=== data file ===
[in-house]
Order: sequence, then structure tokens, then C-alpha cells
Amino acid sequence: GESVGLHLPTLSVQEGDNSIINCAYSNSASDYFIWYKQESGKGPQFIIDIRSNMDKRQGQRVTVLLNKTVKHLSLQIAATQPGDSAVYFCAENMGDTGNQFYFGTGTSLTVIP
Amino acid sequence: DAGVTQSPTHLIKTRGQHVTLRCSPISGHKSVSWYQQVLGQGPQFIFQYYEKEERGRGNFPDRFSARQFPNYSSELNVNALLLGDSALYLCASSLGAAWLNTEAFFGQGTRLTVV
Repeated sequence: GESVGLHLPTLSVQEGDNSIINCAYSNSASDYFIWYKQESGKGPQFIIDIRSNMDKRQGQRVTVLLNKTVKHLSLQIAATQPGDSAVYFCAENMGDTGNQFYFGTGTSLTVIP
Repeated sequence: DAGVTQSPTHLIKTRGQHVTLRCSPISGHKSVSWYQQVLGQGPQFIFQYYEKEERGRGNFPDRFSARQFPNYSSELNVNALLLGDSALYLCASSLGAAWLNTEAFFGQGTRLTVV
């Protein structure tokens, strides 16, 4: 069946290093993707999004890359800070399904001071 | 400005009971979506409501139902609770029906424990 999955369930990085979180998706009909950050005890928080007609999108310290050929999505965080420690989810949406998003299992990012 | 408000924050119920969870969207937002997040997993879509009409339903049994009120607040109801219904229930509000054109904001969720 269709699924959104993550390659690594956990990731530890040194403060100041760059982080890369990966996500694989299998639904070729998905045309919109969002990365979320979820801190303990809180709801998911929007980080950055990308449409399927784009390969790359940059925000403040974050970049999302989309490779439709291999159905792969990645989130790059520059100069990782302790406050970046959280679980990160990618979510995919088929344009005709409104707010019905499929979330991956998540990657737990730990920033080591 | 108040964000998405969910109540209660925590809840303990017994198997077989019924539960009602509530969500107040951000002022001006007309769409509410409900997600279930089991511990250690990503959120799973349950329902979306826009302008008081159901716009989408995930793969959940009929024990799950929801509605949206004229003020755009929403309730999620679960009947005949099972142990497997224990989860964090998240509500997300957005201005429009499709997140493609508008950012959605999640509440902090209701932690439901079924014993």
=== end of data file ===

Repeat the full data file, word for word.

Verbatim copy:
[in-house]
Order: sequence, then structure tokens, then C-alpha cells
Amino acid sequence: GESVGLHLPTLSVQEGDNSIINCAYSNSASDYFIWYKQESGKGPQFIIDIRSNMDKRQGQRVTVLLNKTVKHLSLQIAATQPGDSAVYFCAENMGDTGNQFYFGTGTSLTVIP
Amino acid sequence: DAGVTQSPTHLIKTRGQHVTLRCSPISGHKSVSWYQQVLGQGPQFIFQYYEKEERGRGNFPDRFSARQFPNYSSELNVNALLLGDSALYLCASSLGAAWLNTEAFFGQGTRLTVV
Repeated sequence: GESVGLHLPTLSVQEGDNSIINCAYSNSASDYFIWYKQESGKGPQFIIDIRSNMDKRQGQRVTVLLNKTVKHLSLQIAATQPGDSAVYFCAENMGDTGNQFYFGTGTSLTVIP
Repeated sequence: DAGVTQSPTHLIKTRGQHVTLRCSPISGHKSVSWYQQVLGQGPQFIFQYYEKEERGRGNFPDRFSARQFPNYSSELNVNALLLGDSALYLCASSLGAAWLNTEAFFGQGTRLTVV
């Protein structure tokens, strides 16, 4: 069946290093993707999004890359800070399904001071 | 400005009971979506409501139902609770029906424990 999955369930990085979180998706009909950050005890928080007609999108310290050929999505965080420690989810949406998003299992990012 | 408000924050119920969870969207937002997040997993879509009409339903049994009120607040109801219904229930509000054109904001969720 269709699924959104993550390659690594956990990731530890040194403060100041760059982080890369990966996500694989299998639904070729998905045309919109969002990365979320979820801190303990809180709801998911929007980080950055990308449409399927784009390969790359940059925000403040974050970049999302989309490779439709291999159905792969990645989130790059520059100069990782302790406050970046959280679980990160990618979510995919088929344009005709409104707010019905499929979330991956998540990657737990730990920033080591 | 108040964000998405969910109540209660925590809840303990017994198997077989019924539960009602509530969500107040951000002022001006007309769409509410409900997600279930089991511990250690990503959120799973349950329902979306826009302008008081159901716009989408995930793969959940009929024990799950929801509605949206004229003020755009929403309730999620679960009947005949099972142990497997224990989860964090998240509500997300957005201005429009499709997140493609508008950012959605999640509440902090209701932690439901079924014993």